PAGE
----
Anne Clare Child

Me (left) and my sister in Kamakura, Japan

Walking along the beach here a few months back, I spied hundreds of washed-up jellyfish on the shore and was immediately reminded of my childhood home of Japan. My sister and I spent the first five years of our lives in a beach town called Kamakura, and we used to spend hours scooping up jellyfish with our little plastic buckets. God knows why but we would cut them up with scissors (I know, horrible!) because we were fascinated by their soft texture. I think we just saw them as jelly, not live creatures of the sea. It was innocent, really, just like our life there.

Much like small-town Ireland, Kamakura was a place where you knew your neighbors and where it was perfectly safe to let your kids run around outside without having to check on them every two seconds. So safe was it that my sister and I used to take the train to preschool every day. Though we were all of four years old, we along with a couple of neighborhood school mates would walk down a little stone pathway to the train station. We wore school uniforms, including a hat that bore a colored button indicating which train we were to take. I remember our button was yellow. The station agent would look at the top of our hats, see the button color and put us on the corresponding train. Our teachers awaited us at the other end, and then walked us to our school. If we got lost on the way, various neighbors would put us back on the right path. They all knew our school, they all knew us and we could count on them to help us find our way.

kids2 connor

This air of innocence didn’t completely disappear after we moved to Los Angeles, but it certainly lessened as we became aware of the sheer vastness of the city. Suddenly we didn’t know our neighbors anymore, and though we’d see them getting into their cars almost daily, there was never more than an obligatory wave from any of them. In Kamakura, my mom and dad had friends and socialized with our playmates’ parents; in Los Angeles, it was much harder to get to know people.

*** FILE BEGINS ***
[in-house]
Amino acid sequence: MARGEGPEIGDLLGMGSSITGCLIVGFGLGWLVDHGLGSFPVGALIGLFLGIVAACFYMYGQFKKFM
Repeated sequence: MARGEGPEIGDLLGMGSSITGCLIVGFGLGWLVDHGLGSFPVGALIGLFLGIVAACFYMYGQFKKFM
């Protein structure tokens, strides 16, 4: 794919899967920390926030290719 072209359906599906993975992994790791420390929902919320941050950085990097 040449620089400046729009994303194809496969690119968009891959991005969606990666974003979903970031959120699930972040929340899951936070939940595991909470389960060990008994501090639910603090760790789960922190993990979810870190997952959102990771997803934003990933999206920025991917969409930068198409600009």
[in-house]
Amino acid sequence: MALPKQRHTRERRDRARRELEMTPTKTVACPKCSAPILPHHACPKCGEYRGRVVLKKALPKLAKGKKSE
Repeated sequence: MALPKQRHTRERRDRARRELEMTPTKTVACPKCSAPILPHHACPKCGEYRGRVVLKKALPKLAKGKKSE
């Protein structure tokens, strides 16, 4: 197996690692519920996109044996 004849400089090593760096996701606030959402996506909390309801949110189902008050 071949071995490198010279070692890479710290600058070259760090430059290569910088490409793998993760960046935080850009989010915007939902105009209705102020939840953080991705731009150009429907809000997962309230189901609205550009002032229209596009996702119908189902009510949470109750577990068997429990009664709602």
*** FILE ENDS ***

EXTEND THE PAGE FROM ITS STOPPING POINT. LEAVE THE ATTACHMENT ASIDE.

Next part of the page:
I recall an incident from when I was about 9 years old, when the parents of my classmate Cecilia invited us over for a barbeque at their house. We’d seen them at a school play and they came over, mentioned they’d love to have us at their house and said to come by “around 2 p.m. on Saturday.” That weekend my sister, parents and I got ready and walked several blocks to their house, homemade potato salad and a six-pack of soda in tow. Cecilia’s mom answered the door and looked utterly puzzled to see us there. She awkwardly explained that they didn’t really mean they were having a barbeque that day; it was just something they said to be nice. Over the years we’d learn that this type of bogus “Let’s do lunch sometime” invitation was very popular in Los Angeles.


Perhaps because of memories like these, I truly appreciate the close-knit communities of small-town Ireland. People here are genuinely friendly and faithfully watch out for one another. Young kids can walk to a playmate’s house and a good number of familiar eyes will be watching the little one along the way. There are few formal invitations to get together because it’s entirely acceptable to drop into someone’s house, and you can be sure they’ll always put the kettle on and bring out plate of biscuits for you. And I can’t imagine anyone using the phrase, let’s do lunch. Around here, an expression like that will get you little more than a roll of the eyes and maybe even a “Feck off!”

For a lot of small towns here in Ireland, time – at least as it pertains to innocence and virtue – has stood relatively still. Qualities like chivalry and respect for the elderly are still valued. Neighbors talk to each other. Pride for one’s community is still important. For this small-town girl turned big city dweller, it’s nice to be back in a place where this stuff still matters.


Coffee Jelly with Cream

In Japan, coffee is an incredibly popular flavor for desserts (even for kids!). My mom often made us coffee jelly (or jello) and served it with a sprinkling of sugar and cream; it was a favorite of me and my sister. You can top it with vanilla ice cream, whipped cream or just a drizzle of thick cream. Of course this jelly is also perfectly safe to play with, unlike jellyfish (what were we thinking?).

1 cup of cold water

3 ½ packets of gelatin powder

2.5 cups of boiling hot brewed coffeecoffeejelly4

2 tablespoons sugar

Whipped cream and granulated for topping

Pour the cup of cold water into a large bowl, and then add the packets of gelatin. Let sit for one minute. Add the hot coffee and stir for about 5 minutes or until all the gelatin is dissolved. Add in the sugar and stir until that has dissolved. Pour into serving glasses or into a shallow plastic container (whichever you prefer) to set in the refrigerator for at least 3 hours. Top with whipped cream and a sprinkle of sugar.